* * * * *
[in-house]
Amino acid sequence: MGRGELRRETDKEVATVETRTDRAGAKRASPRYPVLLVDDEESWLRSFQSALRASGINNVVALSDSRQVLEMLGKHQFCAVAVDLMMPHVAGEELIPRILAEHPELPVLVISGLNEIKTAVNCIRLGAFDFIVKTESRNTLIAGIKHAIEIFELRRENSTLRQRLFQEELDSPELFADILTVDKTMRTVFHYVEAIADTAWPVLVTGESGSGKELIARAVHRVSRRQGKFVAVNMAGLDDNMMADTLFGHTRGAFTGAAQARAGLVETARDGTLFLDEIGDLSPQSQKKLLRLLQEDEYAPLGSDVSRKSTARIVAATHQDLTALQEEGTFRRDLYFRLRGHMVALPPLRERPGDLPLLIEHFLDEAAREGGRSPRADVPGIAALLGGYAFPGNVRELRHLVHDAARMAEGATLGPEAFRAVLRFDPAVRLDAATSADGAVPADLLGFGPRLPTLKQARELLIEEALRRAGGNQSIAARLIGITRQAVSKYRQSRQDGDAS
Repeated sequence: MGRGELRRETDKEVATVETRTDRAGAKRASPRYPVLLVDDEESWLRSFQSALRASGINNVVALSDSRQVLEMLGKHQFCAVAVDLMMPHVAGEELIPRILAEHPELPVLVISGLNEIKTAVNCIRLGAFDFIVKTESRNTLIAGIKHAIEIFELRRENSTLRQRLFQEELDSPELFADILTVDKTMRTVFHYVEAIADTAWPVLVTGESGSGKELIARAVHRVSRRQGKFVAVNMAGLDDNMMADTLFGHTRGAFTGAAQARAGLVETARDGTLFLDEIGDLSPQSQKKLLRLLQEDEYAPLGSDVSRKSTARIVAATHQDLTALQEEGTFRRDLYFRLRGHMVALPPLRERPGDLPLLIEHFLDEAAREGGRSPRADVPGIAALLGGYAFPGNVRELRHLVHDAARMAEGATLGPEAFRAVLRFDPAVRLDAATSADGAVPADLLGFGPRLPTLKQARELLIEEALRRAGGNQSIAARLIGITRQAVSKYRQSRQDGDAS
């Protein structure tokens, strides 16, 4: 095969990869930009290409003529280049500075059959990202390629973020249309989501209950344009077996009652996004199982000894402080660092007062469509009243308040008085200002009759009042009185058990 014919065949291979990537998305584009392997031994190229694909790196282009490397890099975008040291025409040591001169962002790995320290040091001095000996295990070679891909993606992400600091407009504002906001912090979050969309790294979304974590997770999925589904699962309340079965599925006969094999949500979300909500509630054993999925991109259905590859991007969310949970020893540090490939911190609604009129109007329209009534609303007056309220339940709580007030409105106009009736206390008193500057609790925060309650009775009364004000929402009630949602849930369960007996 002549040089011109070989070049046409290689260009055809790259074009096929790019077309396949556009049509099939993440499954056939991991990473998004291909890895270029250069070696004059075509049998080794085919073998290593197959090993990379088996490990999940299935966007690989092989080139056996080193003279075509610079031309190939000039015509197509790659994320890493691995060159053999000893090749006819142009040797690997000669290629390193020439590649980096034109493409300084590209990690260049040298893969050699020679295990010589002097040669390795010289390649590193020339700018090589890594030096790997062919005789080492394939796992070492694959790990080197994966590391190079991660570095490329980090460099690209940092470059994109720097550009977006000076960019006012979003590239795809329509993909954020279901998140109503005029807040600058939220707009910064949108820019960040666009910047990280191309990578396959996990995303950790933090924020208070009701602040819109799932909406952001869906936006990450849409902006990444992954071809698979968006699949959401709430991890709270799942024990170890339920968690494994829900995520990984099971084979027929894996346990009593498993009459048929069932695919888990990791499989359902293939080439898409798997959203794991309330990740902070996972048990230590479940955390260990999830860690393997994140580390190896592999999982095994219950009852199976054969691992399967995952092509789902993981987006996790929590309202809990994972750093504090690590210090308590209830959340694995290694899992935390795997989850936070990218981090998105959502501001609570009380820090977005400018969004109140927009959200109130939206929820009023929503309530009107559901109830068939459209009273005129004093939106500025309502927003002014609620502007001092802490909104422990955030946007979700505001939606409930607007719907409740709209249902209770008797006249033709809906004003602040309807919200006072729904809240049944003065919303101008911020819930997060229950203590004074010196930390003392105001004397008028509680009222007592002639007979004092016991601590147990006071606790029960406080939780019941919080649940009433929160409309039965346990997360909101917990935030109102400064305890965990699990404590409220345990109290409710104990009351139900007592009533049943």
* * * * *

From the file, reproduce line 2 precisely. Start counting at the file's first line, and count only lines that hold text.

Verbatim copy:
Amino acid sequence: MGRGELRRETDKEVATVETRTDRAGAKRASPRYPVLLVDDEESWLRSFQSALRASGINNVVALSDSRQVLEMLGKHQFCAVAVDLMMPHVAGEELIPRILAEHPELPVLVISGLNEIKTAVNCIRLGAFDFIVKTESRNTLIAGIKHAIEIFELRRENSTLRQRLFQEELDSPELFADILTVDKTMRTVFHYVEAIADTAWPVLVTGESGSGKELIARAVHRVSRRQGKFVAVNMAGLDDNMMADTLFGHTRGAFTGAAQARAGLVETARDGTLFLDEIGDLSPQSQKKLLRLLQEDEYAPLGSDVSRKSTARIVAATHQDLTALQEEGTFRRDLYFRLRGHMVALPPLRERPGDLPLLIEHFLDEAAREGGRSPRADVPGIAALLGGYAFPGNVRELRHLVHDAARMAEGATLGPEAFRAVLRFDPAVRLDAATSADGAVPADLLGFGPRLPTLKQARELLIEEALRRAGGNQSIAARLIGITRQAVSKYRQSRQDGDAS